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Grace Tame has revealed how she was rushed to the emergency room just days ago after the pressure of her public profile contributed to a suicidal breakdown.  

The 2021 Australian of the Year made the startling admission speaking at an event titled Protecting the Outspoken at the Sydney Opera House on Sunday. 

Ms Tame was thrust into the spotlight at just 26 when she was awarded the national accolade for her advocacy work for sexual assault survivors – having been abused herself by her high school teacher.

‘I was actually in the ER the other day because I actually lost control and I was really scared,’ Ms Tame told the event held as part of the All About Women festival. 

‘I called up the clinic and I said, ‘I can’t, I can’t, I’ve stepped too deep into the shame spiral and I’m thinking about killing myself.’ That’s real and that’s the toll it takes. That’s the price of shame,’ she said. 

Grace Tame (pictured) revealed she ‘lost control’ and was admitted to the ER just days ago after pressure from her public profile made her suicidal

Ms Tame was thrust into the spotlight at just 26 when she was awarded the national accolade for her advocacy work for sexual assault survivors

Ms Tame was thrust into the spotlight at just 26 when she was awarded the national accolade for her advocacy work for sexual assault survivors

Ms Tame was thrust into the spotlight at just 26 when she was awarded the national accolade for her advocacy work for sexual assault survivors

Ms Tame, who co-founded the #LetHerSpeak movement, has endured a steady stream of public scrutiny since accepting the award.  

The latest controversy revolved around her frosty demeanor to the Prime Minister in January. 

At a morning tea hosted by Scott Morrison and and his wife Jenny at The Lodge in Canberra, she seemed unable to her displeasure with the PM. 

After giving Mr Morrison a scowl and a less-than-friendly handshake she threw him an icy sideways glance as he was welcoming other guests.

Several weeks later in a speech at the National Press Club, she alleged the reason for her sour mood was a senior member of a government-funded organisation had warned her to not make any ‘damning’ comments about the Prime Minister. 

But controversy and a challenging relationship with the Federal Government has been a feature Ms Tame’s tenure in the role – a stark contrast to previous recipients.  

Just weeks ago at an event in Adelaide she claimed the government ‘are more concerned with maintaining power and control than running the country.’ 

On Sunday, Ms Tame credited her ‘wicked sense of humour’ as helping to allow her to be herself in such situations but that it also ‘gets her into trouble’.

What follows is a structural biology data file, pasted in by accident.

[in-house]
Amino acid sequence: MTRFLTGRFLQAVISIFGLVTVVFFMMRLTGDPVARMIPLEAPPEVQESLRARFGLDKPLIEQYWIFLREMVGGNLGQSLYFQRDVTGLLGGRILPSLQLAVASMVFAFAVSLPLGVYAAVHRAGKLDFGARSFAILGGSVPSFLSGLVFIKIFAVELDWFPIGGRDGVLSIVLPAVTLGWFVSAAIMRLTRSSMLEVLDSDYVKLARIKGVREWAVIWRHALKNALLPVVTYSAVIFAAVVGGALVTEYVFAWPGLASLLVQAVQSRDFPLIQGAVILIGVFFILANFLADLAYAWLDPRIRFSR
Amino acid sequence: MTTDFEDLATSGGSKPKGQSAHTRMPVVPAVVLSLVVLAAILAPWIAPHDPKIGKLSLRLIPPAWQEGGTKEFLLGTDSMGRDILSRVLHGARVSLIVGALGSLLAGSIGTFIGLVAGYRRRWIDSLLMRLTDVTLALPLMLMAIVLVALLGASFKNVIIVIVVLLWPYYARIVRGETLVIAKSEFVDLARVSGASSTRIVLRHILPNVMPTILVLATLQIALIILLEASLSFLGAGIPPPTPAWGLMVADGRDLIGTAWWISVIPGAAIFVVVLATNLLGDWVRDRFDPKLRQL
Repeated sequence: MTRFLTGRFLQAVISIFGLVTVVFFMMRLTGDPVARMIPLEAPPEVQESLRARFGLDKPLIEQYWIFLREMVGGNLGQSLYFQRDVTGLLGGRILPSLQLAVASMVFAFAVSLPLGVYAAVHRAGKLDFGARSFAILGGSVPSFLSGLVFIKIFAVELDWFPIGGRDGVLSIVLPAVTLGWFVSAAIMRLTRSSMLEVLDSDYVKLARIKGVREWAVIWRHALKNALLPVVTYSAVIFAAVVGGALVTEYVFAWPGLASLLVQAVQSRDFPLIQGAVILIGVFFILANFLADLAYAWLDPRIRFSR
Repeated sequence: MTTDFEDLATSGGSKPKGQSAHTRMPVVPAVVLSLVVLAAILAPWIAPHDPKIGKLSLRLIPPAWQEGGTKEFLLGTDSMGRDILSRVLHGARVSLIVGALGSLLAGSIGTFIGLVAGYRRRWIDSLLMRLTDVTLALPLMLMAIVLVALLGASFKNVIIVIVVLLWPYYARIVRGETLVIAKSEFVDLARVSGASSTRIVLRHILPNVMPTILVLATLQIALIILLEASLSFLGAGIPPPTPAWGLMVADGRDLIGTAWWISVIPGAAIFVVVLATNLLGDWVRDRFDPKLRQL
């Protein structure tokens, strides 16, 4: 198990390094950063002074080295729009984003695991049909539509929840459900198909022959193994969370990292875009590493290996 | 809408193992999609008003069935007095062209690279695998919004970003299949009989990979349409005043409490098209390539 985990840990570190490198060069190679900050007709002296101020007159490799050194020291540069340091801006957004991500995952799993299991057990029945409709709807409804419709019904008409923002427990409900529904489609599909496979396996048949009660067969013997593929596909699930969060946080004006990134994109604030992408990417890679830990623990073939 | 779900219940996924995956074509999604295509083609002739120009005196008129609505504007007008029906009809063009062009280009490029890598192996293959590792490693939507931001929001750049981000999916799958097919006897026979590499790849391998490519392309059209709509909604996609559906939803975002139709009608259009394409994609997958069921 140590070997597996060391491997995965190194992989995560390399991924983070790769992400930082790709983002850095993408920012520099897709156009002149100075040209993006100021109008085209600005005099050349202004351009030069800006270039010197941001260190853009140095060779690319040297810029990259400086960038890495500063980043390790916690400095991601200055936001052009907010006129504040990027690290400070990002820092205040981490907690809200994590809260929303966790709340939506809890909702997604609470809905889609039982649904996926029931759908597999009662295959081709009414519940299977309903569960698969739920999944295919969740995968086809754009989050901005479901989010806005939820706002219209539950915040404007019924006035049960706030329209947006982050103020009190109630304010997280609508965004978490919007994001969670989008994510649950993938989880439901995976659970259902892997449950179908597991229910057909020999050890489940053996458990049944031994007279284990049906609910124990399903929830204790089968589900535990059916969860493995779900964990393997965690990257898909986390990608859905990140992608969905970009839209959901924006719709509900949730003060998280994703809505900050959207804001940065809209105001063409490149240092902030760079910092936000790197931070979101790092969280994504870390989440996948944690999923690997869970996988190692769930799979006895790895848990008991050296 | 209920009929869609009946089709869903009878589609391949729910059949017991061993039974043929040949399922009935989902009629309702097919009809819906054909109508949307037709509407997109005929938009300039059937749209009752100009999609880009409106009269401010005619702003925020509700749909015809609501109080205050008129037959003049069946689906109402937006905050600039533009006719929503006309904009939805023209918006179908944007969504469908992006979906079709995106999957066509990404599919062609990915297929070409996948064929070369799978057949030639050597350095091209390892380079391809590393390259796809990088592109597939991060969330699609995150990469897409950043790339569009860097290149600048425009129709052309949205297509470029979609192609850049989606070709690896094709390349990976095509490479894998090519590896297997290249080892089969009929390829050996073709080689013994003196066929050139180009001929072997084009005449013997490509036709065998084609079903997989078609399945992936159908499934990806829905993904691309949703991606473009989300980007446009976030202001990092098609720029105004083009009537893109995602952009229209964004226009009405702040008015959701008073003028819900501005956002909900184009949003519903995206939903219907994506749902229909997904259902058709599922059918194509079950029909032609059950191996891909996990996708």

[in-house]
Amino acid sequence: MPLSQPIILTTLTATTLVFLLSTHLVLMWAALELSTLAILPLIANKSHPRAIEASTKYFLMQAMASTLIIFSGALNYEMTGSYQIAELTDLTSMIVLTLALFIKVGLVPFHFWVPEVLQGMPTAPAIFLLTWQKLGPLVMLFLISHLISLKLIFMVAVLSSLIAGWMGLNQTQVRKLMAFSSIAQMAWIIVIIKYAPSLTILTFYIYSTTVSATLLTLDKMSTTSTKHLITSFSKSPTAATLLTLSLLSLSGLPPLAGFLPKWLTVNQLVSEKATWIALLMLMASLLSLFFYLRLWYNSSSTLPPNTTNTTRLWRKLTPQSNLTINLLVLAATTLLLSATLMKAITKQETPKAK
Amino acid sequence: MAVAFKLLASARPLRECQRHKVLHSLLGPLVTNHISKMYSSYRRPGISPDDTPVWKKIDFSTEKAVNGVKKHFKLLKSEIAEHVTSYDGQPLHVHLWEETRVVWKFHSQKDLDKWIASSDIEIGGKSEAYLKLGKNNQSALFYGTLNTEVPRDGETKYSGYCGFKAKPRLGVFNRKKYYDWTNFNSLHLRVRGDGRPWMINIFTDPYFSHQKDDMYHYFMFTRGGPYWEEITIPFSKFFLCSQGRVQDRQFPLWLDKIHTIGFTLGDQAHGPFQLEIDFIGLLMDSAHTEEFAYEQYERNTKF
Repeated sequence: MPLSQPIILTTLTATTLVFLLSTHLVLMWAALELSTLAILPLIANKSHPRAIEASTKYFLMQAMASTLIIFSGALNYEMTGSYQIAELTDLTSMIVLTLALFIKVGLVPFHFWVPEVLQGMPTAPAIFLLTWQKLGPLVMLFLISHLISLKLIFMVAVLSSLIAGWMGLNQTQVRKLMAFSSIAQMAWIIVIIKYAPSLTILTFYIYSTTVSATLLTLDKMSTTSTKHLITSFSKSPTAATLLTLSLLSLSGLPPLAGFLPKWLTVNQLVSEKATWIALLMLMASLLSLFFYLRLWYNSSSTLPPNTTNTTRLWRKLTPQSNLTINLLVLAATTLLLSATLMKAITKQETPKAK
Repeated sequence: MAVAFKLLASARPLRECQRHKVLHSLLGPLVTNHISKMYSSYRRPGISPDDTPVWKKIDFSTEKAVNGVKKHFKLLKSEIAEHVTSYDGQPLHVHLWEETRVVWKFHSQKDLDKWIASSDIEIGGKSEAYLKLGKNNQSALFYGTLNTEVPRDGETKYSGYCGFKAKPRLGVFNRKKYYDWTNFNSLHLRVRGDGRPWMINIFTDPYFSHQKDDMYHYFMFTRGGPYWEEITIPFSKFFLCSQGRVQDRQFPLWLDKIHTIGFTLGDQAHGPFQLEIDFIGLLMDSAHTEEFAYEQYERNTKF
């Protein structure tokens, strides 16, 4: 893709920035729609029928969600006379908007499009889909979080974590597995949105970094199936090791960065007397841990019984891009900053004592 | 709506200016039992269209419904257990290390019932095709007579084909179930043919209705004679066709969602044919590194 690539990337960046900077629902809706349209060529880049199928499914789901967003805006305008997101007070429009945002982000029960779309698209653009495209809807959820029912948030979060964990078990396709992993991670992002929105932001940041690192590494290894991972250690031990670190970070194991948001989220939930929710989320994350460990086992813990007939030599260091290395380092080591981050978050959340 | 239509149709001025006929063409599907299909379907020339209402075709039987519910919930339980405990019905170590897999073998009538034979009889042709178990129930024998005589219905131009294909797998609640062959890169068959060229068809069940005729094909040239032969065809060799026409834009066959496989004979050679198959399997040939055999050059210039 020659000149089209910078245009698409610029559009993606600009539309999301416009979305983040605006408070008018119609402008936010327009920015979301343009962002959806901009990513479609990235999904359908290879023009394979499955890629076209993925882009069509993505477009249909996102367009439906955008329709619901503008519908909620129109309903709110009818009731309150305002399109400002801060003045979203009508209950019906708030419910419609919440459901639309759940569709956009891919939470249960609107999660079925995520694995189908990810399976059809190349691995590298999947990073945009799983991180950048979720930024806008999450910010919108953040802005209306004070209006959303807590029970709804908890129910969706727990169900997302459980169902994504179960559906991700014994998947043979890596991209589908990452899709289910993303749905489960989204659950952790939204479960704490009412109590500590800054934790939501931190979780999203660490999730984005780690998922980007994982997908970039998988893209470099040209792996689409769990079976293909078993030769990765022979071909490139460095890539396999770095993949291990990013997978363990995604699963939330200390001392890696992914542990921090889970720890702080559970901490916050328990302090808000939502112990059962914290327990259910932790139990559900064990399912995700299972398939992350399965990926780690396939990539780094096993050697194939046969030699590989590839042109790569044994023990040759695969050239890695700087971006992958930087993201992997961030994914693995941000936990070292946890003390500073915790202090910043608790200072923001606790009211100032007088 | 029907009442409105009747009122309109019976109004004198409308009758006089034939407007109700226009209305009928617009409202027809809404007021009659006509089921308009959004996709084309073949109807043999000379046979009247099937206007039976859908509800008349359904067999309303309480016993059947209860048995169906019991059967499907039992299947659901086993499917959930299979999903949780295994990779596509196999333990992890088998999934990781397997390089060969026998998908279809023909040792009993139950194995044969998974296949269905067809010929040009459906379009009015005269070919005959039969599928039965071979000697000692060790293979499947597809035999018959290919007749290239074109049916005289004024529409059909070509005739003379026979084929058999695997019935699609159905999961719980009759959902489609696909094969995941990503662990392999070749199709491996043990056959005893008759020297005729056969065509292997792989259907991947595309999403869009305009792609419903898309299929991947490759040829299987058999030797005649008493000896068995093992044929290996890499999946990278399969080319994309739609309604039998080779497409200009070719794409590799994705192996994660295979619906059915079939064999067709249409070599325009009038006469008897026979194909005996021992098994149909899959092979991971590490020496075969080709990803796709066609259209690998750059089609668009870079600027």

Grace Tame during her tense exchange with Scott Morrison in January (centre)has fired a series of brutal swipes at the Prime Minister in recent weeks (also pictured Jenny Morrison on left and Ms Tame's partner Max Heerey on right)

Grace Tame during her tense exchange with Scott Morrison in January (centre)has fired a series of brutal swipes at the Prime Minister in recent weeks (also pictured Jenny Morrison on left and Ms Tame's partner Max Heerey on right)

Grace Tame during her tense exchange with Scott Morrison in January (centre)has fired a series of brutal swipes at the Prime Minister in recent weeks (also pictured Jenny Morrison on left and Ms Tame’s partner Max Heerey on right) 

Speaking alongside anti-domestic violence campaigner Rosie Batty, also a former Australian of the Year, Ms Tame said she was probably ‘rougher around the edges’ than Ms Batty – who previously said Ms Tame’s attitude toward the government had made her ‘uncomfortable’. 

‘I didn’t ask for this… I was living in a housing commission area. I was an unemployed person when I was named Australian of the Year,’ Ms Tame said. 

But while the stress weighs on her, Ms Tame said she was still ‘grateful’ for the honour and admitted some of criticism of her was ‘justified’. 

She said she had learned that certain factions groups such as the #MeToo movement had become bogged down in bitterness and semantics.

Grace Tame (pictured at an International Women's Day breakfast in Sydney last week) said her 'wicked sense of humour got her in trouble'

Grace Tame (pictured at an International Women's Day breakfast in Sydney last week) said her 'wicked sense of humour got her in trouble'

Grace Tame (pictured at an International Women’s Day breakfast in Sydney last week) said her ‘wicked sense of humour got her in trouble’ 

‘If we’re focusing too much on the negative I don’t think we’re going to get very far and I do worry about that divide and conquer,’ she said.

‘There’s all this inaccessible language in this sector we have to ask ourselves about what really is inclusive’. 

‘I didn’t go to university, I didn’t do gender studies.’ 

Ms Tame intends to continue her advocacy work despite the public pressure, founding the Grace Tame Foundation in December 2021. 

If you or someone you know is affected by sexual assault or violence, call 1800RESPECT on 1800 737 732, Bravehearts on 1800 272 831 or Lifeline on 131 114.

Source: DailyMail

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